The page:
This is an excerpt from Rowing Science by Volker Nolte.
By Ed McNeely
Rowing is a power endurance sport that requires large volumes of training to be successful, with top-level rowers typically training in excess of 1,000 hours per year (Fiskerstrand and Seiler 2004). Analysis of the distribution of training across intensity categories shows a common pattern of high-volume, low-intensity aerobic training making up the bulk of a rower’s training time, accounting for up to 90% of training volume in certain periods of the year (Mäestu, Jürimäe, and Jürimäe 2005). Training for rowing is typically made up of sport-specific on- and off-water training, strength training, and endurance-based cross-training.
Cross-training is any training activity outside of the main sport activity or very close approximations of the sport activity. Common forms of cross-training for rowing include strength training and other forms of land-based aerobic conditioning like cycling, running, and cross-country skiing.
Benefits of Cross-Training
Cross-training has been proposed as a means of reducing overuse injuries, alleviating boredom and monotony to prevent staleness and burnout (Raglin and Morgan 1989), and maintaining fitness when returning from injury (Krause 2009). Although commonly used in rowing programs, there is no research on the benefits of endurance-based cross-training for rowers; much of the evidence is anecdotal and based on best practices of top coaches and athletes. Among runners, cross-training is often used to alleviate the impact of running while keeping overall training volume high (Paquette et al. 2018). Although rowing does not have the same impact as running, it is a higher force endurance sport than running, cycling, or swimming as a result of the high power output at relatively low turnover rates. The repetitive nature of the rowing stroke predisposes rowers to overuse injuries of the lower back, knee, and wrist (Hosea and Hannafin 2012), which may be decreased with cross-training.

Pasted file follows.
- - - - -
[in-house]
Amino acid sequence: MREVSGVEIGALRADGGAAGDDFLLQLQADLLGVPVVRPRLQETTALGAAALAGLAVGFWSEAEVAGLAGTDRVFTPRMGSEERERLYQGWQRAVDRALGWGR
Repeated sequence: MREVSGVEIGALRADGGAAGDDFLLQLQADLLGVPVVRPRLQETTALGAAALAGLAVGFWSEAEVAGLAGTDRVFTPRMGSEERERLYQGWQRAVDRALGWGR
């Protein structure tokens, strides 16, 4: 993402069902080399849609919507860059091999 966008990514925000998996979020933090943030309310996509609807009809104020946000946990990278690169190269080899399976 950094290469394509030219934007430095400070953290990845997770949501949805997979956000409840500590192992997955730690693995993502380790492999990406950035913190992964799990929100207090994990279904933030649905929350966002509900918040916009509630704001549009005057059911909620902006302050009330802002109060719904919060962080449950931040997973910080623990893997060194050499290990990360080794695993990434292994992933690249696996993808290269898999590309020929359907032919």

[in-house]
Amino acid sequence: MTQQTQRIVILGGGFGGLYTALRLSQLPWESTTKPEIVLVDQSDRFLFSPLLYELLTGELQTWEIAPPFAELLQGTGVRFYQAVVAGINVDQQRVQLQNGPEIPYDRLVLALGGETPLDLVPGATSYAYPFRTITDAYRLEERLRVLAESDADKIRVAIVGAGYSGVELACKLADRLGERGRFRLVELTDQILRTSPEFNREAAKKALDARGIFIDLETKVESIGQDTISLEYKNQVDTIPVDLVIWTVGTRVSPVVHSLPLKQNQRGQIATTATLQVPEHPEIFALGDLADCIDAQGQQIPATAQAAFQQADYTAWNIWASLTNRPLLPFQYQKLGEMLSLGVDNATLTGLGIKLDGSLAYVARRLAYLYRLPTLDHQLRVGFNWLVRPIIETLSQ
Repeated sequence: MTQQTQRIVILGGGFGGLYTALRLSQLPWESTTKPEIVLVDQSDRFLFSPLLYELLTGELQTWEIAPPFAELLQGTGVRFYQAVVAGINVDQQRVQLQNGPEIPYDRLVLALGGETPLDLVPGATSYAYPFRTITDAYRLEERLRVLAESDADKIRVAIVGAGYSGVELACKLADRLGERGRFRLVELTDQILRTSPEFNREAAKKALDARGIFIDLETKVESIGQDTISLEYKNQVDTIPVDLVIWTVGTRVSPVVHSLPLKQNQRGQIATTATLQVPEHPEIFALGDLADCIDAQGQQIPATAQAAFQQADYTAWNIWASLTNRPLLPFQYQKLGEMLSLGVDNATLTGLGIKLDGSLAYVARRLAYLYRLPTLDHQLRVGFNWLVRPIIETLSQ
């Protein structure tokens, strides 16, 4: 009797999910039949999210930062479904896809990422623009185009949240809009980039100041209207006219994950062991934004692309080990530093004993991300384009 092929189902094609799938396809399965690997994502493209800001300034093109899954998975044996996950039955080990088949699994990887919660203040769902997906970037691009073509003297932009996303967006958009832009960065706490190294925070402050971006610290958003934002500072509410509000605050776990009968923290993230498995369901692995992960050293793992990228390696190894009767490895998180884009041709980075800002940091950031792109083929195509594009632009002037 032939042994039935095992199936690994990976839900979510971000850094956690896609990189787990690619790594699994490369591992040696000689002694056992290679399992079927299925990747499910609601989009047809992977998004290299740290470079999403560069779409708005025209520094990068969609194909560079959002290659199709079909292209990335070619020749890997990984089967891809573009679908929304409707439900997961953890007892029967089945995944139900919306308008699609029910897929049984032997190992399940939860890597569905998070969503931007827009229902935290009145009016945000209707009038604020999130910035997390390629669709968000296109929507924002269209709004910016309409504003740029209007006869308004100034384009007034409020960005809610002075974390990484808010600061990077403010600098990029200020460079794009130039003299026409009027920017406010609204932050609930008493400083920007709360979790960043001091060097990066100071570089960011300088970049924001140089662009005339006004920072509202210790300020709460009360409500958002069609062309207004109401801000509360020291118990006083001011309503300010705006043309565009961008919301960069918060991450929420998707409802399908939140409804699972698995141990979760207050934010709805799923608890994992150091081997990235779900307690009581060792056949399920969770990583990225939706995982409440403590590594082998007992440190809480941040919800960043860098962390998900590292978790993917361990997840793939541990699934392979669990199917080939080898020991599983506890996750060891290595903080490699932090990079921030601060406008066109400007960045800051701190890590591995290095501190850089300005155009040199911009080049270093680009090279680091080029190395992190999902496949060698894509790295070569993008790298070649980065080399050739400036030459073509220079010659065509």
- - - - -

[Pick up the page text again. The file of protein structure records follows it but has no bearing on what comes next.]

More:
Cross-training provides a physical and psychological break from the repetitive nature of rowing, which improves motivation and decreases the risk of overuse injuries.
Volume of Cross-Training
There needs to be a balance between cross-training and rowing-specific training. Finding this balance depends on the level and age of the rower and environmental conditions. Rowers in warmer climates with year-round access to on-water facilities will have an easier time doing on-water training than those in colder climates where, for significant portions of the year, on-water rowing is inaccessible.
Mäestu, Jürimäe, and Jürimäe (2005) have suggested that up to 70% to 80% of endurance training time may be spent on the water for some rowers, with typical amounts ranging from 52% to 55% of total training volume for an 18-year-old to 55% to 60% for a 21-year-old and up to 65% for a senior rower. They have also suggested that the amount of time dedicated to specific rowing training should increase as the level of the rower increases. Table 17.1 shows a progression of training volume and training mode based on age for a competitive rower starting 9 years from their first Olympic games.
Strength training is one of the most common forms of cross-training. It is a key component of training for rowing and accounts for about 20% to 25% of total training volume depending on the experience, fitness, and competitive level of the rower (Mäestu, Jürimäe, and Jürimäe 2005). Practical experience suggests that the volume of strength training may be higher for younger athletes. The increasing volume of aerobic training that rowers need to excel as they age makes it more difficult to increase muscle mass, so it is an advantage to a young rower if they can build the muscle mass needed to compete successfully at higher levels. More discussion of incorporating strength training into rowing programs can be found in chapter 16.
The amount of cross-training can vary significantly across the year, with up to about 50% of training volume in the off-season (McNeely 2014). Table 17.2 shows a breakdown of different training modes across the year. There is some ergometer and cross-training work included in the plan year-round to allow individualized training sessions to address athlete-specific needs, which cannot be met rowing a crew boat.
During the general preparation phase, cross-training is used to gradually build training volume and prevent overuse injuries. The volume of cross-training is highest at the start of the phase and decreases closer to the specific preparation phase. Athletes who are unable to row on water for extended periods should increase the volume of cross-training as part of their transition to the water to help prevent wrist injuries from feathering the blade after having been away from that skill.